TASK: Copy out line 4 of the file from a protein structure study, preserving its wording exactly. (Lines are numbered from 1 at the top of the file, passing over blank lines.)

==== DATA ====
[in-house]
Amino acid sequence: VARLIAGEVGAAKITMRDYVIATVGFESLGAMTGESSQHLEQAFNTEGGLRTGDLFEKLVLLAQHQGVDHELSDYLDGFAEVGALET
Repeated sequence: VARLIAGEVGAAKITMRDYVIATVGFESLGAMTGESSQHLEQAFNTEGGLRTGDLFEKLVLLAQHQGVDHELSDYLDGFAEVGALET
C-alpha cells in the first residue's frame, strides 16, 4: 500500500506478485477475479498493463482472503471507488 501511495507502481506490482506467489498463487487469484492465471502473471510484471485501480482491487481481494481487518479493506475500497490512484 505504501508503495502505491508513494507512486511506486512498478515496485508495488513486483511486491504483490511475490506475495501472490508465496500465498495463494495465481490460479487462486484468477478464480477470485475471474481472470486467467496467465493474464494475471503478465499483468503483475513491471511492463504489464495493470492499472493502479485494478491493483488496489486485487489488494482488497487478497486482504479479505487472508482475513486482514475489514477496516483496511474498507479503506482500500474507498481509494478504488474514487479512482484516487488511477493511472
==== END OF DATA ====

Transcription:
C-alpha cells in the first residue's frame, strides 16, 4: 500500500506478485477475479498493463482472503471507488 501511495507502481506490482506467489498463487487469484492465471502473471510484471485501480482491487481481494481487518479493506475500497490512484 505504501508503495502505491508513494507512486511506486512498478515496485508495488513486483511486491504483490511475490506475495501472490508465496500465498495463494495465481490460479487462486484468477478464480477470485475471474481472470486467467496467465493474464494475471503478465499483468503483475513491471511492463504489464495493470492499472493502479485494478491493483488496489486485487489488494482488497487478497486482504479479505487472508482475513486482514475489514477496516483496511474498507479503506482500500474507498481509494478504488474514487479512482484516487488511477493511472